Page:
Prime Minister Binyamin Netanyahu has issued a public response to the attempt on Temple Mount activist Yehuda Glick's life Thursday, calling out the international community and the Palestinian Authority (PA) in the process for "hypocrisy" regarding incitement.
"I would like to send my best wishes for a full and quick recovery to Yehuda Glick, who is now fighting for his life," Netanyahu began. "I would also like to commend the ISA and the Israel Police for quickly solving this act of terrorism."
Glick - who founded and heads the LIBA Initiative for Jewish Freedom on the Temple Mount - was shot in the chest on Wednesday night outside the Begin Heritage Center in Jerusalem, after the shooter pulled up in a motorcycle or scooter and confirmed his identity before shooting. He had been speaking, minutes before being shot, at an event for Jewish rights on the Temple Mount that had hosted leading religious figures and MKs. Likud MK Moshe Feiglin with with Glick as he was shot.
'The international community needs to stop its hypocrisy'
Netanyahu then turned to the international community, which has remained silent after the shooting and in the face of a major upswing in violence in the capital over the past several months.
"A few days ago, I said that we were facing a wave of incitement by radical Islamic elements and by Palestinian Authority Chairman Abu Mazen [Mahmoud Abbas - ed.] who said that Jews must be prevented from going up to the Temple Mount by any means possible," he continued.
"I still have not heard from the international community so much as one word of condemnation for these inflammatory remarks. The international community needs to stop its hypocrisy and take action against inciters, against those who try to change the status quo."
Abbas stated, minutes before Netanyahu spoke, that closing the Temple Mount Thursday following the attack was a "declaration of war."
Two weeks ago, Abbas called for Palestinian Arabs to stop Jews from ascending the Temple Mount - Judaism's holiest site - "by all means."
"It is not enough to say the settlers came, but they must be barred from entering the compound by any means. This is our Aqsa... and they have no right to enter it and desecrate it," Abbas said, calling the Jews "a herd of cattle."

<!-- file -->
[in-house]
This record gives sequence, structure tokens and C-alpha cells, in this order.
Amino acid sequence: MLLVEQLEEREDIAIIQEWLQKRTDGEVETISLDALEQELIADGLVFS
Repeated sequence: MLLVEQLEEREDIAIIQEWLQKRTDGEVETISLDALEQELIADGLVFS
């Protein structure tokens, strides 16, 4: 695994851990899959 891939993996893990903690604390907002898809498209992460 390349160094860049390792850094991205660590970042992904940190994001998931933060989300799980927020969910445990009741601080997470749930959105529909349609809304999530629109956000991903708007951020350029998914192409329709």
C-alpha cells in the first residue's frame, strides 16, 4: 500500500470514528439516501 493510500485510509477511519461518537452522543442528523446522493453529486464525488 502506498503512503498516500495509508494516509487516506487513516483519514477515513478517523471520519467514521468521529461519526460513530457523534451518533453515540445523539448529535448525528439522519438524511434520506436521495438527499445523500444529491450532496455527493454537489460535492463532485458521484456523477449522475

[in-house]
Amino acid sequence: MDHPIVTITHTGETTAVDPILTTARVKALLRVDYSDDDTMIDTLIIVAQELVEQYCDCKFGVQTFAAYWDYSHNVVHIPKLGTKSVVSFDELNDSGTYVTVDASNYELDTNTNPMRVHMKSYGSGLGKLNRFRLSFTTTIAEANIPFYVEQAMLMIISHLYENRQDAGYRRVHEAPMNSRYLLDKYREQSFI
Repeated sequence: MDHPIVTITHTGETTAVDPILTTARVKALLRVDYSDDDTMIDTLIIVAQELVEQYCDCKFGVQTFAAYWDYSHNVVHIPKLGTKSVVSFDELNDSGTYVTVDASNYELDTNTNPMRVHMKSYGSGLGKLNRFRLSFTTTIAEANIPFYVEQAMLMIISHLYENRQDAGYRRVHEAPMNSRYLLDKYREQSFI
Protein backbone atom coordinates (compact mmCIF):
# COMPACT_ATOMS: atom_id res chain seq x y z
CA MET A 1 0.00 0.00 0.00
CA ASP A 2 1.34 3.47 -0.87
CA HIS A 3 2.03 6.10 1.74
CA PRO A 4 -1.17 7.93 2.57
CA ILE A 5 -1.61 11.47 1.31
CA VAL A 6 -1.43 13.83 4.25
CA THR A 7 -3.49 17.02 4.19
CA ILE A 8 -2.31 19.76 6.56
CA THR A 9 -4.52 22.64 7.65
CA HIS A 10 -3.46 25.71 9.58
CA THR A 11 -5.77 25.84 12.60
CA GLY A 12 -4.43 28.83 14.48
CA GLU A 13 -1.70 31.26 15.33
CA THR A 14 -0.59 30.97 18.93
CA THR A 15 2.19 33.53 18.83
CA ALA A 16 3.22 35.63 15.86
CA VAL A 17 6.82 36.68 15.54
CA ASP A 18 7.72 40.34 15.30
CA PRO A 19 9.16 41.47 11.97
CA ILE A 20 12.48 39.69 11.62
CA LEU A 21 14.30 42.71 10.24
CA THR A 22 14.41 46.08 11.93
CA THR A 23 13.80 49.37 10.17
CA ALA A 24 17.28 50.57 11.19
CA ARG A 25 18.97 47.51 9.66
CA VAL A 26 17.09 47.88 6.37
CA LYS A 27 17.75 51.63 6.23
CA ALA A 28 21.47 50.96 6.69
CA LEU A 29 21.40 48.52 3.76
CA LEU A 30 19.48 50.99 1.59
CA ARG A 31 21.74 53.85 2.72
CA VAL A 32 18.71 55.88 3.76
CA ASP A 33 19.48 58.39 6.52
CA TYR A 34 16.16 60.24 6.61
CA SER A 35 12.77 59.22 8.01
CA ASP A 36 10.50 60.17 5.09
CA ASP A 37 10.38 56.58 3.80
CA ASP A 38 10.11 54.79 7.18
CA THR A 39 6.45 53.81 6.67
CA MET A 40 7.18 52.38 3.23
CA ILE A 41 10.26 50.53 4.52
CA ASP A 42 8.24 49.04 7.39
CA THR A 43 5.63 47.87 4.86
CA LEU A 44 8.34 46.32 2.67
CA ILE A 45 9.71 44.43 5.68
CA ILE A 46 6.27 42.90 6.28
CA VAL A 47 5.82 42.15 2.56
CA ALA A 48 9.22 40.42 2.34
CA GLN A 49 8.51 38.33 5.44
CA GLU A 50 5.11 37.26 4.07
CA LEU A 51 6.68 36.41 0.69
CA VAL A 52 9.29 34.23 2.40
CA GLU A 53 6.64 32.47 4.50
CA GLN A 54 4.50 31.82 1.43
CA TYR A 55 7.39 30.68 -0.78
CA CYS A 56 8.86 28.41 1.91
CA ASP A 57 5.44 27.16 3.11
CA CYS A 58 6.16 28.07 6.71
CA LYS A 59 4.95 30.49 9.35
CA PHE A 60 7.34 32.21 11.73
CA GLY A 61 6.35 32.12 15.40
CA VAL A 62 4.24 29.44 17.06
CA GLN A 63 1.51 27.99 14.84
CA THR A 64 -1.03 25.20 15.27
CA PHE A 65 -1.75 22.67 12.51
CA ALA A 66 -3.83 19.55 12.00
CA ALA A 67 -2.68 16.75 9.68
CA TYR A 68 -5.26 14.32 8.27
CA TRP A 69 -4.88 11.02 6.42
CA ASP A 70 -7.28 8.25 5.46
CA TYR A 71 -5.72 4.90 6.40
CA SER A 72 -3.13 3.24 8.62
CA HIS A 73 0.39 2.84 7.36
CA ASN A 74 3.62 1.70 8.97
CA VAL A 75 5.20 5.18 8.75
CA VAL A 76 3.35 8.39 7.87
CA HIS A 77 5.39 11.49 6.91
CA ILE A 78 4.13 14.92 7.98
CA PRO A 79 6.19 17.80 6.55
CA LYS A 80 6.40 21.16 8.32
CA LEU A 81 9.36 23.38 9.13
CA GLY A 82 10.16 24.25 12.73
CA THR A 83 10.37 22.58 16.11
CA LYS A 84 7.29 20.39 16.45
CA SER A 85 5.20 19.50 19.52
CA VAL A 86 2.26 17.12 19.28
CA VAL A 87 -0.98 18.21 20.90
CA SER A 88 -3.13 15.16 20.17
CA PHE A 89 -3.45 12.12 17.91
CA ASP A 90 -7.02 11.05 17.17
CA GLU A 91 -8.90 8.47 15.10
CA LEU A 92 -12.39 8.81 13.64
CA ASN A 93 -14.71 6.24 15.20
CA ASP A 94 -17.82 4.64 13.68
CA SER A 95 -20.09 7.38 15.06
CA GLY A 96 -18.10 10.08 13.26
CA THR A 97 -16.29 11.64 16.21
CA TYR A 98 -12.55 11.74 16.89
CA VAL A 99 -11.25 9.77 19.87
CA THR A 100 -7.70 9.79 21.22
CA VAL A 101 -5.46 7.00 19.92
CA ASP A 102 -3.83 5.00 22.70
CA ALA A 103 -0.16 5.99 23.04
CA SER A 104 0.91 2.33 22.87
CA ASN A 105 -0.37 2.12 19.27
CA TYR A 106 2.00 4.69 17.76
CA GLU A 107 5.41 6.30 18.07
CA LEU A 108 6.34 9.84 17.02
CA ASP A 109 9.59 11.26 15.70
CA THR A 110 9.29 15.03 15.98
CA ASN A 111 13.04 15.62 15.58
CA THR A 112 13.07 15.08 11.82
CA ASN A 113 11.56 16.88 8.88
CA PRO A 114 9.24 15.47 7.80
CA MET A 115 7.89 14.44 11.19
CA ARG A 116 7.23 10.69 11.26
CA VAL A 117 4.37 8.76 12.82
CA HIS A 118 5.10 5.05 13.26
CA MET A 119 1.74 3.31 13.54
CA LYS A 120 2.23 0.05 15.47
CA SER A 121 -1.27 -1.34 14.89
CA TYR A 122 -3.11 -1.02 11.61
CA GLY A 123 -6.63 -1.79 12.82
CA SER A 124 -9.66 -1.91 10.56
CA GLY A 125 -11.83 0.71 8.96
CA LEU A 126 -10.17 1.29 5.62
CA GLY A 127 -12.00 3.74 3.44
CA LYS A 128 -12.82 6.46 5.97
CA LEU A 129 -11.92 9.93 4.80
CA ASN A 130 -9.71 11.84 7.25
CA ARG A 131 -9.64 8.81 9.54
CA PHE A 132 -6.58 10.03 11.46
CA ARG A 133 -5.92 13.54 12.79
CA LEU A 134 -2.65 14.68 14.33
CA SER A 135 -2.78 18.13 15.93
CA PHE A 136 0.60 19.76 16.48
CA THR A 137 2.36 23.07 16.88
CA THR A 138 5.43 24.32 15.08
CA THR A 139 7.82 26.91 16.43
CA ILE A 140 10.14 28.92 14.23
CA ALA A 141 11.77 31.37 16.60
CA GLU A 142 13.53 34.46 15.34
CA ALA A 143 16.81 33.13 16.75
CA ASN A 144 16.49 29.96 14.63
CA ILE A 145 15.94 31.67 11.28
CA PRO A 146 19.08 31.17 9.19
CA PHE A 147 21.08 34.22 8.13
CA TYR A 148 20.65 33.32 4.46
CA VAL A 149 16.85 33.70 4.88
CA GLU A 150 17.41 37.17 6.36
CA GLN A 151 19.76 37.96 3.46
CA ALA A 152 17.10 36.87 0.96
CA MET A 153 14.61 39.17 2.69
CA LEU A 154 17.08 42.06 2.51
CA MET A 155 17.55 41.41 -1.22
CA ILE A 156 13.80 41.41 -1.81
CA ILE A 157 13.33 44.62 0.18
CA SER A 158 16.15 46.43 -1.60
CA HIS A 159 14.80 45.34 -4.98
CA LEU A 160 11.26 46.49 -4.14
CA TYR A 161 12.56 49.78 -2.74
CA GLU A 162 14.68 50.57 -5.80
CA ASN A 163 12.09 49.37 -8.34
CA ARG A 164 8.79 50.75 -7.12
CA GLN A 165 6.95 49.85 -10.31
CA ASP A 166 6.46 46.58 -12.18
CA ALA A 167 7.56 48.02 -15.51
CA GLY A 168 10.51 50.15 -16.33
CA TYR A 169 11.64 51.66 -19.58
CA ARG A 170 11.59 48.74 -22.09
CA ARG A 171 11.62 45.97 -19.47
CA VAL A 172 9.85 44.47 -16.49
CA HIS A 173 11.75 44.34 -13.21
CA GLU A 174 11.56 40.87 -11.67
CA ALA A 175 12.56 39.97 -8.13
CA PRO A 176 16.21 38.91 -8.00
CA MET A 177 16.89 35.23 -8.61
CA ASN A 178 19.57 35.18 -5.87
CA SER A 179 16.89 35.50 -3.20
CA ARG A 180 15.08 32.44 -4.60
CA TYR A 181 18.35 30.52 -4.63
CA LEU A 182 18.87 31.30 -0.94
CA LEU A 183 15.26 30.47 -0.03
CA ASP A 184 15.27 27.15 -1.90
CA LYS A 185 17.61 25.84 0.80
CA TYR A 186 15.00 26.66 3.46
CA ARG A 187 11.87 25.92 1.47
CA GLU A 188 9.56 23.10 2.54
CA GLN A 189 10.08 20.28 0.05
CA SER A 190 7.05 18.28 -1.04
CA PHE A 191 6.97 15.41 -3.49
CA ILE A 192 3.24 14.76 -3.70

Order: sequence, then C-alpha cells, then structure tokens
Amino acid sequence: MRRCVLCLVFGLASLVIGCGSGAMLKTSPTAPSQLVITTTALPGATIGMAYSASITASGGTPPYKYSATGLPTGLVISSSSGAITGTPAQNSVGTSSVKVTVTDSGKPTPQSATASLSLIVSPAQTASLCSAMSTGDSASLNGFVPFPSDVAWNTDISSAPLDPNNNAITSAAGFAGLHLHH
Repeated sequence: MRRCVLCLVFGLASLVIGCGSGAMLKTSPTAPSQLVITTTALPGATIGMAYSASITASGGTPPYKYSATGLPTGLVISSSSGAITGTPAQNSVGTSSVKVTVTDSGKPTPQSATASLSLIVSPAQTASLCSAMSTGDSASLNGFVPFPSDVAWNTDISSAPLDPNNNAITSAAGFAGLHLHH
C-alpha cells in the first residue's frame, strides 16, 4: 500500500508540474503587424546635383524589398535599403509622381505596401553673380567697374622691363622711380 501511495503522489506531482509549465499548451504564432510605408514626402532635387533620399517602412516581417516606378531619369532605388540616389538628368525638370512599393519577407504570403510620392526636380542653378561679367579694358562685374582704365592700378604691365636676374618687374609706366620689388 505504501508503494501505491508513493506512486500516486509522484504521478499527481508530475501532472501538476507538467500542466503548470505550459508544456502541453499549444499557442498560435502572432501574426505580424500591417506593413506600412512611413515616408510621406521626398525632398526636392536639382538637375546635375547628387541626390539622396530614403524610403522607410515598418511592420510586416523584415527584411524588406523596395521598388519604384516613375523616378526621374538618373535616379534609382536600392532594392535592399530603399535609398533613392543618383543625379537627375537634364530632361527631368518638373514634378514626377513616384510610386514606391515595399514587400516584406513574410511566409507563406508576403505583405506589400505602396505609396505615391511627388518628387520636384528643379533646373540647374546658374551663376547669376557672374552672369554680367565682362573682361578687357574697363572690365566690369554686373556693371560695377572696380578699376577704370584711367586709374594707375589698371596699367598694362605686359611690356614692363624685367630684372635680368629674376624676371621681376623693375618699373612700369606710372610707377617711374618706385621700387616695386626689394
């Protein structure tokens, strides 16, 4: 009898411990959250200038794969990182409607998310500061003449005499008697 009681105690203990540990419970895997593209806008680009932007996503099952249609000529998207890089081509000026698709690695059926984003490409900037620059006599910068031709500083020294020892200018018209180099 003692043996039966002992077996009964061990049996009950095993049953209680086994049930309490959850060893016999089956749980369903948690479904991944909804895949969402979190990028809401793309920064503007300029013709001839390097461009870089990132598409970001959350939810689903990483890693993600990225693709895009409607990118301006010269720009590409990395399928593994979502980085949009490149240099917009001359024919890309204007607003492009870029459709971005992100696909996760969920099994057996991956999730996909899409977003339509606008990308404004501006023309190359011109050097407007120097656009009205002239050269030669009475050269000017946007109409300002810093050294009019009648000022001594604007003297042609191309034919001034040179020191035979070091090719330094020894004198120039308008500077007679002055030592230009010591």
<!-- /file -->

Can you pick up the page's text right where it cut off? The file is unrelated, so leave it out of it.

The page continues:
Abbas's remarks were roundly condemned by Israeli officials as clear incitement to violence, sparking new rounds of lawlessness in an already-tense situation in Jerusalem.
Netanyahu, specifically, had called out Abbas on the statements, after Hamas terrorist Abdelrahman Shaludeh rammed his car into a pedestrian walkway just a few days later, killing a three month-old baby girl and a seminary student and wounding 7 others.
Stepping up security
The prime minister added that he has stepped up security reinforcements throughout Jerusalem.
"I have ordered significant reinforcements so that we can maintain both security in Jerusalem and the status quo in the holy places," he said. "This struggle might be long, and here, like in other struggles, we must first of all, lower the flames."
"No side should take the law into its own hands," he concluded. "We must be level-headed and act with determination and responsibility, and so we shall."
Earlier Thursday, Israeli Special Forces (Yamam) eliminated 32 year-old Islamic Jihad terrorist Mu’taz Hijazi of Abu Tor in East Jerusalem, the prime suspect in the shooting, after he resisted arrest. Islamic Jihad claimed responsibility for the attack shortly thereafter, saying it was "vengeance for what is going on in Jerusalem," referring to police efforts to tackle ongoing Arab rioting.
Terror attacks in Jerusalem have swelled from 200 attacks to 5,000 monthly since July, Jerusalem Mayor Nir Barkat revealed earlier this week.
Hamas official Mahmoud Al-Zahar declared the attacks a "third intifada" on Saturday, and called on Palestinian Arabs to join.
Several of the biggest attacks recently, including the Jerusalem light rail attack and the shooting, have been claimed by terror organizations to be "in response to the war on Palestinians in Jerusalem."